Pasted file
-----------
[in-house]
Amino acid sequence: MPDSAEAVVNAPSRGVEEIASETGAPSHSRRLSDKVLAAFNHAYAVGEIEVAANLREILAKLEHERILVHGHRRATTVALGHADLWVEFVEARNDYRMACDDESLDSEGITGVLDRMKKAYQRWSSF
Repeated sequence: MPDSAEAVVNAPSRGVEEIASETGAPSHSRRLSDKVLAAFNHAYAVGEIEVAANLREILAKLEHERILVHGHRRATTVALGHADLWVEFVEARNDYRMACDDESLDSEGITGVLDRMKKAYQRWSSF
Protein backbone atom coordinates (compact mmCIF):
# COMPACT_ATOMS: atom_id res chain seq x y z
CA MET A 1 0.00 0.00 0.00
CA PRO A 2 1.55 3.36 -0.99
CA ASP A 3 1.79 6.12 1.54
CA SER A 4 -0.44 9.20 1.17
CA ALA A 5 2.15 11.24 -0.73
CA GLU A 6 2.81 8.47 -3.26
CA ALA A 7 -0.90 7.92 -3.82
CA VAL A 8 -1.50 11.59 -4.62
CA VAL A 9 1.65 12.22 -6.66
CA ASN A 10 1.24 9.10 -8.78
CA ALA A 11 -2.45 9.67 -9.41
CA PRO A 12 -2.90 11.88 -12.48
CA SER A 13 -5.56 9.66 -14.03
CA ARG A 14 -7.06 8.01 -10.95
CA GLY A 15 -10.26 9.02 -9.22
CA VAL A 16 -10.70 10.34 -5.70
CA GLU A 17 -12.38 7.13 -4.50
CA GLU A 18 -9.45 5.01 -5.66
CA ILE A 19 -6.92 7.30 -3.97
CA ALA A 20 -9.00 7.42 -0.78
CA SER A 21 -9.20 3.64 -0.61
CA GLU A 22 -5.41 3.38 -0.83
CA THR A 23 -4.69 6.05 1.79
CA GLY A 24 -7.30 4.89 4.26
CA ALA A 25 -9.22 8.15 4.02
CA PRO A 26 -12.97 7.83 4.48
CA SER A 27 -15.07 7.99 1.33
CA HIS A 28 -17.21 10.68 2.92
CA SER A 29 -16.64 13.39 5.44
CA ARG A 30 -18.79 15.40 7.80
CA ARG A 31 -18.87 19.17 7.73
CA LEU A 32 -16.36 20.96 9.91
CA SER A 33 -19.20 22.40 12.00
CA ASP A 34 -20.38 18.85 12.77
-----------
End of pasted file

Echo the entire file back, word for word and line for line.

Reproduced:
[in-house]
Amino acid sequence: MPDSAEAVVNAPSRGVEEIASETGAPSHSRRLSDKVLAAFNHAYAVGEIEVAANLREILAKLEHERILVHGHRRATTVALGHADLWVEFVEARNDYRMACDDESLDSEGITGVLDRMKKAYQRWSSF
Repeated sequence: MPDSAEAVVNAPSRGVEEIASETGAPSHSRRLSDKVLAAFNHAYAVGEIEVAANLREILAKLEHERILVHGHRRATTVALGHADLWVEFVEARNDYRMACDDESLDSEGITGVLDRMKKAYQRWSSF
Protein backbone atom coordinates (compact mmCIF):
# COMPACT_ATOMS: atom_id res chain seq x y z
CA MET A 1 0.00 0.00 0.00
CA PRO A 2 1.55 3.36 -0.99
CA ASP A 3 1.79 6.12 1.54
CA SER A 4 -0.44 9.20 1.17
CA ALA A 5 2.15 11.24 -0.73
CA GLU A 6 2.81 8.47 -3.26
CA ALA A 7 -0.90 7.92 -3.82
CA VAL A 8 -1.50 11.59 -4.62
CA VAL A 9 1.65 12.22 -6.66
CA ASN A 10 1.24 9.10 -8.78
CA ALA A 11 -2.45 9.67 -9.41
CA PRO A 12 -2.90 11.88 -12.48
CA SER A 13 -5.56 9.66 -14.03
CA ARG A 14 -7.06 8.01 -10.95
CA GLY A 15 -10.26 9.02 -9.22
CA VAL A 16 -10.70 10.34 -5.70
CA GLU A 17 -12.38 7.13 -4.50
CA GLU A 18 -9.45 5.01 -5.66
CA ILE A 19 -6.92 7.30 -3.97
CA ALA A 20 -9.00 7.42 -0.78
CA SER A 21 -9.20 3.64 -0.61
CA GLU A 22 -5.41 3.38 -0.83
CA THR A 23 -4.69 6.05 1.79
CA GLY A 24 -7.30 4.89 4.26
CA ALA A 25 -9.22 8.15 4.02
CA PRO A 26 -12.97 7.83 4.48
CA SER A 27 -15.07 7.99 1.33
CA HIS A 28 -17.21 10.68 2.92
CA SER A 29 -16.64 13.39 5.44
CA ARG A 30 -18.79 15.40 7.80
CA ARG A 31 -18.87 19.17 7.73
CA LEU A 32 -16.36 20.96 9.91
CA SER A 33 -19.20 22.40 12.00
CA ASP A 34 -20.38 18.85 12.77